Although our analyses do not examine community or neighbourhood factors associated with movement behaviours, these environments support movement [5]. In order to combat the unfavourable movement behaviours highlighted throughout the pandemic, the Province of Nova Scotia has worked to support active transport and outdoor play opportunities. For instance, in a study comparing street reallocation in three mid-sized cities in Canada, Halifax reallocated 17.2 km of street space, which was the most of the three cities [52]. These changes included sidewalk expansions, closure of residential streets to non-local traffic, and closure of streets or lanes to create temporary patios and promote social distancing [53]. These modifications allowed for more active transportation, outdoor active play, and a greater sense of safety when using these areas [54]. Decisions and relatively quick action on environmental changes such as these may have contributed to maintaining children and youth’s MVPA levels throughout the first year of the pandemic. Despite much effort, it appears that the impacts on health behaviours have been unequal across the region, highlighting the importance of examining nuances in urban and social conditions and creating policy and programs that are strategically focused on local challenges and needs.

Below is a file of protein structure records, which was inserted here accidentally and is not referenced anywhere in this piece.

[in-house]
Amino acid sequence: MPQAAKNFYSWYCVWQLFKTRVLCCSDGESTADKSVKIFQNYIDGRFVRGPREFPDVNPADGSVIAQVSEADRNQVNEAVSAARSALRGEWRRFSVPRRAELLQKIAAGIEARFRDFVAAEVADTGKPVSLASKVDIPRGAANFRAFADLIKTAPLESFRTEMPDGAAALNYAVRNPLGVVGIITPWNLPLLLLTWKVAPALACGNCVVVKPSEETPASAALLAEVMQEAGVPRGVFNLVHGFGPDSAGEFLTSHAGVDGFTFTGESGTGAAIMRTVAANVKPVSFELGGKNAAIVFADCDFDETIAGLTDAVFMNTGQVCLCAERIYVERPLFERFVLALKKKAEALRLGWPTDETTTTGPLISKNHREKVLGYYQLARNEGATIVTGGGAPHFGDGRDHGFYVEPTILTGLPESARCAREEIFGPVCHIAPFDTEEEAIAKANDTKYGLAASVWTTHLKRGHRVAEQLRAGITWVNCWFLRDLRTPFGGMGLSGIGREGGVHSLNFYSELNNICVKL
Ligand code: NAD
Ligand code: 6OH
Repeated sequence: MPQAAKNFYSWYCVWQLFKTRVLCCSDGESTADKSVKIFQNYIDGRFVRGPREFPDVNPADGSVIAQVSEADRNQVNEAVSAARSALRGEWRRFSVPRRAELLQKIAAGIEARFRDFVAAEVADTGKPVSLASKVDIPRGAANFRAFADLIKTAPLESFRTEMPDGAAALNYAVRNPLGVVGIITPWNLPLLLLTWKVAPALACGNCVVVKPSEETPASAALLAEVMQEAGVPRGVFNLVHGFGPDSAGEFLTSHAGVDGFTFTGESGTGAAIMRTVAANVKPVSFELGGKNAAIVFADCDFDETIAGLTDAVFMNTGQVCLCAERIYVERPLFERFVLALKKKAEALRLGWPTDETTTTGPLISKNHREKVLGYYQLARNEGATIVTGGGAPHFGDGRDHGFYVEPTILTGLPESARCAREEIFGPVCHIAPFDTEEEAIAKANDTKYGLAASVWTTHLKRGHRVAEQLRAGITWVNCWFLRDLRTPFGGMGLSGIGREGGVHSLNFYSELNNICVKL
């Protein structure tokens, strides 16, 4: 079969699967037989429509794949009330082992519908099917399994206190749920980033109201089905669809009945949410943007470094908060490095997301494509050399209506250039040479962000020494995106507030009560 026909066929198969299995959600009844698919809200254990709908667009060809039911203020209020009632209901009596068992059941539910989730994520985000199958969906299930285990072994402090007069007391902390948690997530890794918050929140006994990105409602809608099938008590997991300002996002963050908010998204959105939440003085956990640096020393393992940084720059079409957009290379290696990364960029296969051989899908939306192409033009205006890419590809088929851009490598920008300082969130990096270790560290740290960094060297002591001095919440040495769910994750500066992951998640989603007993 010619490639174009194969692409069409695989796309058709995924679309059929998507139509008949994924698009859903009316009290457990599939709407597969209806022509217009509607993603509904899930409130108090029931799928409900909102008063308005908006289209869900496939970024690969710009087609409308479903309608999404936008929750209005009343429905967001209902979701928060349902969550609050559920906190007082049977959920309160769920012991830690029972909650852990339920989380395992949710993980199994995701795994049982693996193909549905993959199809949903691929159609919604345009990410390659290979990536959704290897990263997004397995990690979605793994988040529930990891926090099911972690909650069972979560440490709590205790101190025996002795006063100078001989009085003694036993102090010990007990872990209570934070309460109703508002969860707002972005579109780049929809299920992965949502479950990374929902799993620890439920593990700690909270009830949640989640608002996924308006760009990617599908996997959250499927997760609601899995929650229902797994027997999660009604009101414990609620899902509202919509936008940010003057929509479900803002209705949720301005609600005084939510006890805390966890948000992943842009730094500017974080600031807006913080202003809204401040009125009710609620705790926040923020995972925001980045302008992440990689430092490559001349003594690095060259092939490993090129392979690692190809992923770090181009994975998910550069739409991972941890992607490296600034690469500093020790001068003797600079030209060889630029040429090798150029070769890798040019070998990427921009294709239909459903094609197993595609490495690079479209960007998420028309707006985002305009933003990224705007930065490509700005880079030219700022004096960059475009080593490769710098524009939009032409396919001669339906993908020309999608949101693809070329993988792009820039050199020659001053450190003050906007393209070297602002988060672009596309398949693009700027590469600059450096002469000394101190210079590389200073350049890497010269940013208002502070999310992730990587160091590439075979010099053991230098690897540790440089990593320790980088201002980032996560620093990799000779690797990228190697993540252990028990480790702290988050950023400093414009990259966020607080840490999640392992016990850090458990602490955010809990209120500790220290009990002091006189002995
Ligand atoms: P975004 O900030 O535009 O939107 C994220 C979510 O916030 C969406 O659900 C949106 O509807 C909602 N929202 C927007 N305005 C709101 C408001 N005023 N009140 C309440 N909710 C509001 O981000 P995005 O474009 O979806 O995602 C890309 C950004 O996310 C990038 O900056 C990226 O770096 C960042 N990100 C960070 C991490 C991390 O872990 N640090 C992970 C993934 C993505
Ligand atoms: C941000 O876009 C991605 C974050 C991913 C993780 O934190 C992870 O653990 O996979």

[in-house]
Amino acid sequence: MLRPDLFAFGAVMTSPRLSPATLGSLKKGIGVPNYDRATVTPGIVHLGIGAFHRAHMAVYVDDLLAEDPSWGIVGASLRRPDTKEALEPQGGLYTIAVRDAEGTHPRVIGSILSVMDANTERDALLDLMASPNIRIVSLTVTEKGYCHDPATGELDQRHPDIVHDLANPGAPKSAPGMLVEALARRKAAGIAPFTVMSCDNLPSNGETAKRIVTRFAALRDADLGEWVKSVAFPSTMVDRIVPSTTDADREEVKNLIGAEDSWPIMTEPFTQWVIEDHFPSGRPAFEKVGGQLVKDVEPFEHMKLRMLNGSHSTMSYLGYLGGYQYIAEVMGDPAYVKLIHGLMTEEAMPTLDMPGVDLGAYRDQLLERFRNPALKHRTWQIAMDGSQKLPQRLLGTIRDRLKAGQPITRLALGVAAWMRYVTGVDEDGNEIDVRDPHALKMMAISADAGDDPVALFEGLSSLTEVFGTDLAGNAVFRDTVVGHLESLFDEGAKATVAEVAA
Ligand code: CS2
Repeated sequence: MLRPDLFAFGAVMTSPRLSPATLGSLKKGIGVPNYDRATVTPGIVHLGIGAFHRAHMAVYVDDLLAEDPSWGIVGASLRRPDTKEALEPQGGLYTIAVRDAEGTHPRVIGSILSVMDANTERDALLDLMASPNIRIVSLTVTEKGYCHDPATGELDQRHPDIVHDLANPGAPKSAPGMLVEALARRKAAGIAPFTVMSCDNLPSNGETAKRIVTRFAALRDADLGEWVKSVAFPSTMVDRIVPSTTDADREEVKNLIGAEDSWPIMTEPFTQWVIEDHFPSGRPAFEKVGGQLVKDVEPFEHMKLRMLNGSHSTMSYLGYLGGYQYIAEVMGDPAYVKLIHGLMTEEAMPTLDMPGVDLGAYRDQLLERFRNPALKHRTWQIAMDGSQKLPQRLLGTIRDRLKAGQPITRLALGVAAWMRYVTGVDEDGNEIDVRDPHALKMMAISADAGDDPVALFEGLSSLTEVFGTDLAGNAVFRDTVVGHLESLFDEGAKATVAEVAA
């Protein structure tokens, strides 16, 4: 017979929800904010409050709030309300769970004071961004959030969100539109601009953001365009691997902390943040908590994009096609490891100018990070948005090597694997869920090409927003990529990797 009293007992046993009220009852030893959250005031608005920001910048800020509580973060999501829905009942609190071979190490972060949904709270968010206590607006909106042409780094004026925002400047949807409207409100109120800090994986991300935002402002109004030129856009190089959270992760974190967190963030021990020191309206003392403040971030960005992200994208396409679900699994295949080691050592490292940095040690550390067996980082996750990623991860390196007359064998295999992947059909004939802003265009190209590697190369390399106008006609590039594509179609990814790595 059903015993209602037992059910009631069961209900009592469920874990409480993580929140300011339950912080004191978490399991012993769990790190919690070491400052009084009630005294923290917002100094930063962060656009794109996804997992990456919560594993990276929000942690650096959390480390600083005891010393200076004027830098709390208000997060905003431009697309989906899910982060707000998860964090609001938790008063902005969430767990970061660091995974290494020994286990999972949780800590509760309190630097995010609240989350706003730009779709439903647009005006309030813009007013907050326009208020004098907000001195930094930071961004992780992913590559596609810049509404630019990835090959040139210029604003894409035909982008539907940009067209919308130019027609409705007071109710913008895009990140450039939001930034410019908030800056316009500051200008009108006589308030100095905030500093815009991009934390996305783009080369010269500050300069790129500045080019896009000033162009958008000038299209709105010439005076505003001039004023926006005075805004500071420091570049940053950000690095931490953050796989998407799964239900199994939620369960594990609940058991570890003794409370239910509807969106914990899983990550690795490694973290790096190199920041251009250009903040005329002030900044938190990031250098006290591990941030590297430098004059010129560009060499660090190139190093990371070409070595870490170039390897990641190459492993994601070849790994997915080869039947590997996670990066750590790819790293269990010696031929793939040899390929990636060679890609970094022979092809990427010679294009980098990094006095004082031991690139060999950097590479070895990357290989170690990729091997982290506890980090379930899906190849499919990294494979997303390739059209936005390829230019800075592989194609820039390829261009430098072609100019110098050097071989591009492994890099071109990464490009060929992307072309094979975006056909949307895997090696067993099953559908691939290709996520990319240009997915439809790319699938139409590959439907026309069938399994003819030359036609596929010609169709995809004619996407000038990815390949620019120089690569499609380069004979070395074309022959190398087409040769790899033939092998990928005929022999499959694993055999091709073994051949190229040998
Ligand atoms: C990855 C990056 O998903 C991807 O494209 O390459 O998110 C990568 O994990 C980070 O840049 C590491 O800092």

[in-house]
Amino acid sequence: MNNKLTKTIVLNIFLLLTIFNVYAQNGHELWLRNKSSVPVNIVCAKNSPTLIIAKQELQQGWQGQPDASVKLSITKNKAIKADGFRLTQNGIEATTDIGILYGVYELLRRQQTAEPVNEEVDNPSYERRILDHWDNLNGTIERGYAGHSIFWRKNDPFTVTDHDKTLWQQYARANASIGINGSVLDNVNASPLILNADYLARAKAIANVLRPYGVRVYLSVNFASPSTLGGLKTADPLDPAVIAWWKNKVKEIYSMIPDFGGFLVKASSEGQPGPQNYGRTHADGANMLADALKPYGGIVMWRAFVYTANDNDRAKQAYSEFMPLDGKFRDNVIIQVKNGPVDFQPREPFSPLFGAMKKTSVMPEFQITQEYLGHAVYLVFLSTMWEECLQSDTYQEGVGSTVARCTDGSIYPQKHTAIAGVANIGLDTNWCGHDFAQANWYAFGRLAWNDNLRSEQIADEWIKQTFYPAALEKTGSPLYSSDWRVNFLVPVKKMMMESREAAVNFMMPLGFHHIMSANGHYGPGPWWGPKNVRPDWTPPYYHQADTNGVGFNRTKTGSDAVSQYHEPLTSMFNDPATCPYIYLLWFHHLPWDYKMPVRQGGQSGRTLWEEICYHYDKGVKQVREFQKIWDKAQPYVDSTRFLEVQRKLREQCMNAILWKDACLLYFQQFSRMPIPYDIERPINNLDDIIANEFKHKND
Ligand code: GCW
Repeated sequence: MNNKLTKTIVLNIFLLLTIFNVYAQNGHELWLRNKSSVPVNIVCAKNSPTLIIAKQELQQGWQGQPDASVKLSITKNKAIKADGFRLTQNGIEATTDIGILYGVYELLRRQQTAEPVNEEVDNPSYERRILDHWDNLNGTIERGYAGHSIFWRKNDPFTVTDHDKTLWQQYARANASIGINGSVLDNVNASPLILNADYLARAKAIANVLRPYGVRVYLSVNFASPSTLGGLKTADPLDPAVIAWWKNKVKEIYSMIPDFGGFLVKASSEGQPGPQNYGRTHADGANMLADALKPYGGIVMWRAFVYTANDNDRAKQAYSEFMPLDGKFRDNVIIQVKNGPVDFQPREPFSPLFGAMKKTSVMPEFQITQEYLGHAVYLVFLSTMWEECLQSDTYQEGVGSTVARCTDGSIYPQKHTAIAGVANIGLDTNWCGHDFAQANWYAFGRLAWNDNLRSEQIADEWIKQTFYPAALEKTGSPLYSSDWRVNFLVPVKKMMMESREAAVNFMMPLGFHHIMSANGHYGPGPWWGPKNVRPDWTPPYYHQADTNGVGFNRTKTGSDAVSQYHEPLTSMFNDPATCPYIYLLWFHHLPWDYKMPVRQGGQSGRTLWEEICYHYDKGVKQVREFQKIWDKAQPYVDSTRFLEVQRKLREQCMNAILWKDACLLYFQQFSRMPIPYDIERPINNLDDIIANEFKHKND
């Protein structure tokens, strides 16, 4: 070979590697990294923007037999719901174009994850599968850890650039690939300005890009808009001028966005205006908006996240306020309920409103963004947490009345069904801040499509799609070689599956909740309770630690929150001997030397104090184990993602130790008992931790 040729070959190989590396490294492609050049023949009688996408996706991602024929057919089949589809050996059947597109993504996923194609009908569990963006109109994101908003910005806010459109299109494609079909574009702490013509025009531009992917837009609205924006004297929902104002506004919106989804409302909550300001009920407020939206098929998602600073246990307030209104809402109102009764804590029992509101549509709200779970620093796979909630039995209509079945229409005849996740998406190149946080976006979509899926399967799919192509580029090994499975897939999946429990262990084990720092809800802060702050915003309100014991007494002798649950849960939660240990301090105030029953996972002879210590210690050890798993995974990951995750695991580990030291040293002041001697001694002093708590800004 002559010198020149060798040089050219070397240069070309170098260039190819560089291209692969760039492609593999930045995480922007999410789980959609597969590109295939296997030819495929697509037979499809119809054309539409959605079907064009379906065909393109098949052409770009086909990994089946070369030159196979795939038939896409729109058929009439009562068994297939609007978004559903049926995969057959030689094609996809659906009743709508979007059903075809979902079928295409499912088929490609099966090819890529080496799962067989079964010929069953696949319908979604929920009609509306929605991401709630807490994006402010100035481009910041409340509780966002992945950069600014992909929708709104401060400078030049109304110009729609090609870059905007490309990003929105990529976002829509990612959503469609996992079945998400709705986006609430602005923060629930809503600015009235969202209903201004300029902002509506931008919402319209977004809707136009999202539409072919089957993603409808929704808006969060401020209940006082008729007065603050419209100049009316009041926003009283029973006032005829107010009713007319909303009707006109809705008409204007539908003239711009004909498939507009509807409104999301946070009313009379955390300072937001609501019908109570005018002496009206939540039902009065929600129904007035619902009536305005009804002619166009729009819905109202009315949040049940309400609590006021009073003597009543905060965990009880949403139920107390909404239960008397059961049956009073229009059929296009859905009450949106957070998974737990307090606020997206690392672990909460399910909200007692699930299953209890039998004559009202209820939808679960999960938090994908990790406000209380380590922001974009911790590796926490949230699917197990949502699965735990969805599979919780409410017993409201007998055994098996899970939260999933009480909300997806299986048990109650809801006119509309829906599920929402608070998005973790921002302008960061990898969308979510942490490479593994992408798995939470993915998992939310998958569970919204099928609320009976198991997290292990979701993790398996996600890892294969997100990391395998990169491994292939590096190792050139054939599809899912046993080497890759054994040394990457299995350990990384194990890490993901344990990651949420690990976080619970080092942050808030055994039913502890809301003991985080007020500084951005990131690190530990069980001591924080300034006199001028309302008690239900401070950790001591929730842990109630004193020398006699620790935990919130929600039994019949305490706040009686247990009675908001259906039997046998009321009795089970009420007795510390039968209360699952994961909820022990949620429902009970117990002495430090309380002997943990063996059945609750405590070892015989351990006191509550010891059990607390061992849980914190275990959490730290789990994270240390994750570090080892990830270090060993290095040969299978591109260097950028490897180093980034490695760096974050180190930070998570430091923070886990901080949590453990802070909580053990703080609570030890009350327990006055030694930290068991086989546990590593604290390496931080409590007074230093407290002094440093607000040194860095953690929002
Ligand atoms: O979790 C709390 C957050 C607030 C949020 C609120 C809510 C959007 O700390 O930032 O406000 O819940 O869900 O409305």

In our qualitative analyses, parents noted that the pandemic stage and time of year influenced their child’s PA and ST. These results were also reflected in the survey, where early in the pandemic fewer children and youth living in Nova Scotia were meeting the movement behaviour guidelines, and in particular, PA was notably down early in the pandemic with a slight rebound in later parts of the pandemic, though still not returning to pre-pandemic levels, as perceived by their parents. When PA was lowest, recreational ST was reportedly at its highest. As children and youth returned to school and recreational activities in the later stages of the pandemic, ST started to return to pre-pandemic levels.